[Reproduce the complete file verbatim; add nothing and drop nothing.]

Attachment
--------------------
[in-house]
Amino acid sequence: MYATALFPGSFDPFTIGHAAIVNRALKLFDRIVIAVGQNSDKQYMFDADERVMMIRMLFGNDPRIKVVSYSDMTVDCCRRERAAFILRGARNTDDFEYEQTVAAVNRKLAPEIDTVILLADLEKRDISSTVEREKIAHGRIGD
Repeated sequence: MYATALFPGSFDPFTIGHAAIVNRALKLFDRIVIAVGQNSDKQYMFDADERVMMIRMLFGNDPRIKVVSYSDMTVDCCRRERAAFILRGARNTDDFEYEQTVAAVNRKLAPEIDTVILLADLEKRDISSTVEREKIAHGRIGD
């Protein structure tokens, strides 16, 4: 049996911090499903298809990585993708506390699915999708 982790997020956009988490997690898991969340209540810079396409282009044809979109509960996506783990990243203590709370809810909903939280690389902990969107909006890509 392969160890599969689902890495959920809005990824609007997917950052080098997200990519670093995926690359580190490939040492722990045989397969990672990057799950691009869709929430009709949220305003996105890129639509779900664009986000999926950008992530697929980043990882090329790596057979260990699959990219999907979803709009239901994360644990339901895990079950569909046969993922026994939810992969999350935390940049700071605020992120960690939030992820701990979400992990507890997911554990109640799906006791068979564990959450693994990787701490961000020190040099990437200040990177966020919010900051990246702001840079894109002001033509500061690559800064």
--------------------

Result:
[in-house]
Amino acid sequence: MYATALFPGSFDPFTIGHAAIVNRALKLFDRIVIAVGQNSDKQYMFDADERVMMIRMLFGNDPRIKVVSYSDMTVDCCRRERAAFILRGARNTDDFEYEQTVAAVNRKLAPEIDTVILLADLEKRDISSTVEREKIAHGRIGD
Repeated sequence: MYATALFPGSFDPFTIGHAAIVNRALKLFDRIVIAVGQNSDKQYMFDADERVMMIRMLFGNDPRIKVVSYSDMTVDCCRRERAAFILRGARNTDDFEYEQTVAAVNRKLAPEIDTVILLADLEKRDISSTVEREKIAHGRIGD
């Protein structure tokens, strides 16, 4: 049996911090499903298809990585993708506390699915999708 982790997020956009988490997690898991969340209540810079396409282009044809979109509960996506783990990243203590709370809810909903939280690389902990969107909006890509 392969160890599969689902890495959920809005990824609007997917950052080098997200990519670093995926690359580190490939040492722990045989397969990672990057799950691009869709929430009709949220305003996105890129639509779900664009986000999926950008992530697929980043990882090329790596057979260990699959990219999907979803709009239901994360644990339901895990079950569909046969993922026994939810992969999350935390940049700071605020992120960690939030992820701990979400992990507890997911554990109640799906006791068979564990959450693994990787701490961000020190040099990437200040990177966020919010900051990246702001840079894109002001033509500061690559800064």